Fishermen hoping for a repeat of the breaking tide blitzes that happened during the new moon were in for a disappointment during the full moon tides this week at the Canal. Despite good concentrations of bait early in the week, steady fishing failed to materialize. What was new was the presence of micro-sized peanut bunker or perhaps juvenile herring, that whipped the terns and tiny schoolies into a frenzy ahead of the tropical storm.
Despite a little wind, the Cape was thankfully not too affected by the recent storm, which slid west of us. With seas returning to a fishable state, captains are once again eyeing the waters offshore. Captain Steve of Chaser Offshore Fishing reported tons of tuna in the canyons, yellowfin and bigeye. He also said some hot water was moving north toward Nantucket, and that he’d had a marlin there this week.
East of Chatham continues to fish well with mostly giant-sized bluefin out there. The past few years, this has been the month that more of the recreational-sized bluefin have reached the Cape, and some of the reports we’ve seen on social media seem to indicate that some sub-73-inch bluefin are beginning to mix in.
Bonito continue to pop up “here and there” reported Pat at Eastman’s Sport and Tackle. Hooter is your best bet for hooking one right now, but there have been reports of them hanging inshore around the Vineyard, particularly off Tashmoo and Menemsha.
Peter at Larry’s Tackle said fishermen heading to the Hooter can also count on sea bass and bluefish. The best striper fishing on the Vineyard has been the north side of the island, and the south side is churned up, Peter said.
The rips in Vineyard Sound seem to have switched from bass to blues, and now the blues are even thinning out. Deep-water is still producing big black sea bass, Pat reported, and for fluke, he said Quicks Hole seems to be the best bet for a keeper, though you’ll still need to weed through plenty of shorts.
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Small blues are running throughout Buzzards Bay according to the report from Red Top Sporting Goods, and fishermen are hoping the small baitfish that’s drawn in the small blues will soon bring in the bonito.
In Cape Cod Bay, there’s been solid striper fishing for fishermen using either live bunker or live macks according to Red Top.
Captain Ross of Cape Cod Charter Guys has had a great week in Cape Cod Bay, catching 32- to 34-inch stripers as well as jumbo bluefish. He said the fishing in the bay improved after the storm. Finding the schools of bunker still seems to be a big part of finding the bass in Cape Cod Bay.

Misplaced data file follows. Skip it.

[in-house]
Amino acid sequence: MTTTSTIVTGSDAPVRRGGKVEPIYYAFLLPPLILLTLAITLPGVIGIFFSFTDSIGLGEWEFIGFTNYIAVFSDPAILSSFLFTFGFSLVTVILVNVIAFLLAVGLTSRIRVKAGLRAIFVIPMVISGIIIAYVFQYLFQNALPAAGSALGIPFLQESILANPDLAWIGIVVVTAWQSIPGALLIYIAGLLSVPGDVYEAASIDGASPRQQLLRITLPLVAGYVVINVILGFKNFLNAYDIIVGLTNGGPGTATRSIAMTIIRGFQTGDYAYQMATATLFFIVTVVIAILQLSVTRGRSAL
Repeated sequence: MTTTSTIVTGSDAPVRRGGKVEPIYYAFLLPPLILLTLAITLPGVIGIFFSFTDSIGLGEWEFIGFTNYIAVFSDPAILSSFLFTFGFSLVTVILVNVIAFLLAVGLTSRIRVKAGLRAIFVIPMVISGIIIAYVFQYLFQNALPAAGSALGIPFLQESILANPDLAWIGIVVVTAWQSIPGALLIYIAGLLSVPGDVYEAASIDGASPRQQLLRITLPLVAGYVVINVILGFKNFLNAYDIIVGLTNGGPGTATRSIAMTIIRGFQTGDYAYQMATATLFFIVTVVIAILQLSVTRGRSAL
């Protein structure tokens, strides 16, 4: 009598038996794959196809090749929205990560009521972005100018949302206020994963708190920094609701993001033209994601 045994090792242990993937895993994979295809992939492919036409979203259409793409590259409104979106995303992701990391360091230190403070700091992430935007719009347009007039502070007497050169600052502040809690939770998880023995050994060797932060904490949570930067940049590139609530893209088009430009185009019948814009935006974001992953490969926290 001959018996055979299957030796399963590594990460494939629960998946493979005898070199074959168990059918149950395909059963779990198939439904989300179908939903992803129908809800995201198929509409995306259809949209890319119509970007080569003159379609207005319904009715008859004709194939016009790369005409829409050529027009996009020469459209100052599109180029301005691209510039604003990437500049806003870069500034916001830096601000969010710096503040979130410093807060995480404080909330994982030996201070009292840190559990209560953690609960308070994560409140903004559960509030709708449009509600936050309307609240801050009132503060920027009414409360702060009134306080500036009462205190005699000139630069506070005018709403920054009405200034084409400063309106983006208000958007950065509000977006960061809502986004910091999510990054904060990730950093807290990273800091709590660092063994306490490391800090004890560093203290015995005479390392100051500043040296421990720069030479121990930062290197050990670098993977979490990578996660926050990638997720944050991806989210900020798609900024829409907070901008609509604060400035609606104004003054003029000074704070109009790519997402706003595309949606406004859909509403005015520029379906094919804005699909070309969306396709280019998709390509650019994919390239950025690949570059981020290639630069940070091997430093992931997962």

According to the crew from Sports Port, Monomoy is still holding bass and blues, and there have been no bonito yet.
Fishing Forecast for the Weekend
With another big offshore tournament this weekend, there will be lots of canyon-bound boats, so we’ll have the full picture of whether the storm impacted what’s been an amazing canyon season so far. Captain Steve from Chaser Offshore thinks the fishing is only going to get better, and hopes some warm water will bring the tuna within striking distance of some smaller boats.
Some mahi have moved up, however. OTW reader, Tim Adams, found some mahi south of the Hooter during an exploratory trip on Thursday. With water warming up around the Dump, it’s approaching pot-hopping time, when fishermen can drive between high-flyers to target mahi with spinning tackle.
As for stripers, Cape Cod Bay sounds like the spot this week. As its been all season, you’ll want to find the bunker to find the bigger bass. The arrival of some big blues could move the bait around some, and maybe even into range of shore-bound fishermen. There was word of some good bluefish action in the surf in Provincetown this week.
Bottom fishing, you’ll have to run a little farther to find the sea bass, but limits of big ones can be caught south of Martha’s Vineyard around the Hooter.
And, bonito numbers are improving. It’s just a matter of time before the dam breaks and the big numbers move it. The best bet remains the Hooter or off Nantucket. The bonito are running bigger than last year, and if they arrive in similar numbers, we could have a very fun season ahead.
The frigate macks continue to pop up along Martha’s Vineyard and the Elizabeth Islands. Given their size, and preference for small baits, if you’re fishing these areas, it’d be wise to pack along a trout rod and some trout-size metals or jigs.